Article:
I frequently salivate over the idea of a freshly-caught salmon, grilled, with squeezed lemon and dill. I secretly wish my Mini Burgers had been made with sirloin. I’d love to try fish and chips. Yet when it really comes down to it, I just don’t like meat, pretty much like how I don’t like olives even though I’d like to. And in the end, I’d rather not work on it.

Maybe one day, I’ll face a crisis of vegetarianism like my meat-eating counterparts sometimes face with their animal consumption. I’d like to own chickens and I don’t know if it’s really best to keep them as pets when they’re no longer egg producing. But for now, I know that if I was going to start eating meat I’d want to hold up pretty high standards, but I’m already working on eating seasonally and oh, if I could actually eat organic! I’m doing my best trying to manage a position I was born into and I realize that those who eat meat are doing the same thing – whether this means reducing consumption, eating ethical meats or, in the case of a few, switching to vegetarianism or veganism.

In what’s become a very ethically polarized debate about the future of humanity, which cultures ‘get it’, and what’s fair for animals in this power-laden relationship we try to negotiate with them, it’s not expected that you’ll come across a blog run by an ethically-minded meat-eater (she suggested these columns) and a vegetarian by default. We could all do better with food consumption and I very much hope that each of us is trying to make significant changes to what we’ve always done in the kitchen. But I don’t think that our blog stands as a battleground of two distinct lifestyles and I don’t think that vegetarianism is the gold standard for those doing their best to eat well and consume ethically.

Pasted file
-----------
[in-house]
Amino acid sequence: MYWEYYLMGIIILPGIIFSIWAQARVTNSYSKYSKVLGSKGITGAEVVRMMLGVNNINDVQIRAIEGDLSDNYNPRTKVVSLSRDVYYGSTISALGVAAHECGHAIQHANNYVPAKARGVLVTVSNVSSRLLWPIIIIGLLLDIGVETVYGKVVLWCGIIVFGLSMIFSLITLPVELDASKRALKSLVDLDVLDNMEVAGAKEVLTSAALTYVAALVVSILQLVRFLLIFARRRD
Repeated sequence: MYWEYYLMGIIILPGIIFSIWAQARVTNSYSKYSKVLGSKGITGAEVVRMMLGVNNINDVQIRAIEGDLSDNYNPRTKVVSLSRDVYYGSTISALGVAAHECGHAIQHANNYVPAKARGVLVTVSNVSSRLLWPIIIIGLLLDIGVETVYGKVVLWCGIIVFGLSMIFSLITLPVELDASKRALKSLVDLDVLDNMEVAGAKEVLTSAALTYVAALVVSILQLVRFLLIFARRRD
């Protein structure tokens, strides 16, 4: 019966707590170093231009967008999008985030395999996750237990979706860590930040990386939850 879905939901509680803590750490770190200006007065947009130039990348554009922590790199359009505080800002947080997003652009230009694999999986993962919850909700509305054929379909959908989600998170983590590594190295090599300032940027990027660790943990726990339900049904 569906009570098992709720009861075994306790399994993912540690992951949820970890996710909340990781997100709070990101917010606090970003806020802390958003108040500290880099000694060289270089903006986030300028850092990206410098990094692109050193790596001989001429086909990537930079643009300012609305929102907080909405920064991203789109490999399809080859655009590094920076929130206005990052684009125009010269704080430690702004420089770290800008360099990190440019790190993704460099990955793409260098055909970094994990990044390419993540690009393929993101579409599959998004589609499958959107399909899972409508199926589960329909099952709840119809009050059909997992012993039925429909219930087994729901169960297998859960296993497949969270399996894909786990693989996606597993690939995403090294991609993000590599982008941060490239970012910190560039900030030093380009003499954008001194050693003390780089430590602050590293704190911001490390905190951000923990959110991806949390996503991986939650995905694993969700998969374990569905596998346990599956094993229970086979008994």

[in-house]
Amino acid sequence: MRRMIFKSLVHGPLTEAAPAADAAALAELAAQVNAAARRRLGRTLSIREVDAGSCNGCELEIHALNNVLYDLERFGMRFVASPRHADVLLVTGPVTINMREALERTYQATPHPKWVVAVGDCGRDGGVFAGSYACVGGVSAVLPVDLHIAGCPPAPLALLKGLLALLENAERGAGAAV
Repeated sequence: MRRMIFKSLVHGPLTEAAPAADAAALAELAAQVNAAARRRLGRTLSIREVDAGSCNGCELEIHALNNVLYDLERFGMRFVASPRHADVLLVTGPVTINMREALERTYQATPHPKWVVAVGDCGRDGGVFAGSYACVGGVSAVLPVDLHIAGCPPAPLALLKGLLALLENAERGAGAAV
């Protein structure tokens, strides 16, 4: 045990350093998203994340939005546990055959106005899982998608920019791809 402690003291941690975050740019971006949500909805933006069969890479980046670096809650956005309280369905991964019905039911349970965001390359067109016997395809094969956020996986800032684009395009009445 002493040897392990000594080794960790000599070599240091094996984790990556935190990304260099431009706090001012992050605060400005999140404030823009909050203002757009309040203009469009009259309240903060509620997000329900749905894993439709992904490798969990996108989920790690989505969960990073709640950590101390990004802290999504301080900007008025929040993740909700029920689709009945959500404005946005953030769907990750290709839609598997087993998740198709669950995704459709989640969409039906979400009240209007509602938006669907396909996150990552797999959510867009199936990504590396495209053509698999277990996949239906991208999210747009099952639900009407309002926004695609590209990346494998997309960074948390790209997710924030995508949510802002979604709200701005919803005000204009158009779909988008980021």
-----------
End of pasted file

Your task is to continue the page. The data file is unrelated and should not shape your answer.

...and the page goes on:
Katie: The Once-but-Never-Again- Vegetarian.

 “There’s no virtue in asceticism for its own sake.”

Like most young liberals, I went through a vegetarian phase in highschool. A self-declared “Communist” at the time, I found the politics and radical label appealing. Being a vegetarian was also a way of belonging in a circle of friends defined almost entirely by left-leaning, counter-cultural tendencies (for me, membership also involved pretending to the like The Velvet Underground more than Michael Jackson).

But soon after I started my teenage vegetarian phase, I found that the primary victim was not the cattle industry; it was my mom. The two of us lived by ourselves at the time and my mom was shopping and cooking for both of us. My new lifestyle meant she had to change her lifestyle too. When I finally went back to meat-eating, the phrase I used as a rationale was “I care about my mother more than a chicken.” A cop out? Maybe.